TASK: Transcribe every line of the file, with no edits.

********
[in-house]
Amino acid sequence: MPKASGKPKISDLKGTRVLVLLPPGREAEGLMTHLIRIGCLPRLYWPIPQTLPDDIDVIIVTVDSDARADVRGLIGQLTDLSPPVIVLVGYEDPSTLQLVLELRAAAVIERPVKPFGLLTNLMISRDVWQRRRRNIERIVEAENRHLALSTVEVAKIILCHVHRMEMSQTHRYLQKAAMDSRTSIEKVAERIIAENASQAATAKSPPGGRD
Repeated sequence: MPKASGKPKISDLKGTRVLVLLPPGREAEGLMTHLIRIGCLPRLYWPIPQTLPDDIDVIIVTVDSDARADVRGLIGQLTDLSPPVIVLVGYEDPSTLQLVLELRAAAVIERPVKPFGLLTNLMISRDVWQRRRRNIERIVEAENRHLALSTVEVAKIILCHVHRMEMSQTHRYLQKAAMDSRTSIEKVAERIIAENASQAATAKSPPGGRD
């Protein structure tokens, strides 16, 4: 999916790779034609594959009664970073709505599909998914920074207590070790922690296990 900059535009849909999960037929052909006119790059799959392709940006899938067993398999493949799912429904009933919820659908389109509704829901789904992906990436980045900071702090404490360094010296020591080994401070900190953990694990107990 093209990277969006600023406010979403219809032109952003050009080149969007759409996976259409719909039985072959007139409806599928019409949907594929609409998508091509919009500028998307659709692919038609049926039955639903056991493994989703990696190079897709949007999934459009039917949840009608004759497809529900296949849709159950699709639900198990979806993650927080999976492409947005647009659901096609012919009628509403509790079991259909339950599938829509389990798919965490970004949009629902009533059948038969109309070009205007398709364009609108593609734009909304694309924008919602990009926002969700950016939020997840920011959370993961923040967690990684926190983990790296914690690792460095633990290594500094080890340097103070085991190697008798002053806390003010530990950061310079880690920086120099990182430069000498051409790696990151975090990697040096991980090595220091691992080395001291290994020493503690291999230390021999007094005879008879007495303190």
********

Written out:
[in-house]
Amino acid sequence: MPKASGKPKISDLKGTRVLVLLPPGREAEGLMTHLIRIGCLPRLYWPIPQTLPDDIDVIIVTVDSDARADVRGLIGQLTDLSPPVIVLVGYEDPSTLQLVLELRAAAVIERPVKPFGLLTNLMISRDVWQRRRRNIERIVEAENRHLALSTVEVAKIILCHVHRMEMSQTHRYLQKAAMDSRTSIEKVAERIIAENASQAATAKSPPGGRD
Repeated sequence: MPKASGKPKISDLKGTRVLVLLPPGREAEGLMTHLIRIGCLPRLYWPIPQTLPDDIDVIIVTVDSDARADVRGLIGQLTDLSPPVIVLVGYEDPSTLQLVLELRAAAVIERPVKPFGLLTNLMISRDVWQRRRRNIERIVEAENRHLALSTVEVAKIILCHVHRMEMSQTHRYLQKAAMDSRTSIEKVAERIIAENASQAATAKSPPGGRD
């Protein structure tokens, strides 16, 4: 999916790779034609594959009664970073709505599909998914920074207590070790922690296990 900059535009849909999960037929052909006119790059799959392709940006899938067993398999493949799912429904009933919820659908389109509704829901789904992906990436980045900071702090404490360094010296020591080994401070900190953990694990107990 093209990277969006600023406010979403219809032109952003050009080149969007759409996976259409719909039985072959007139409806599928019409949907594929609409998508091509919009500028998307659709692919038609049926039955639903056991493994989703990696190079897709949007999934459009039917949840009608004759497809529900296949849709159950699709639900198990979806993650927080999976492409947005647009659901096609012919009628509403509790079991259909339950599938829509389990798919965490970004949009629902009533059948038969109309070009205007398709364009609108593609734009909304694309924008919602990009926002969700950016939020997840920011959370993961923040967690990684926190983990790296914690690792460095633990290594500094080890340097103070085991190697008798002053806390003010530990950061310079880690920086120099990182430069000498051409790696990151975090990697040096991980090595220091691992080395001291290994020493503690291999230390021999007094005879008879007495303190």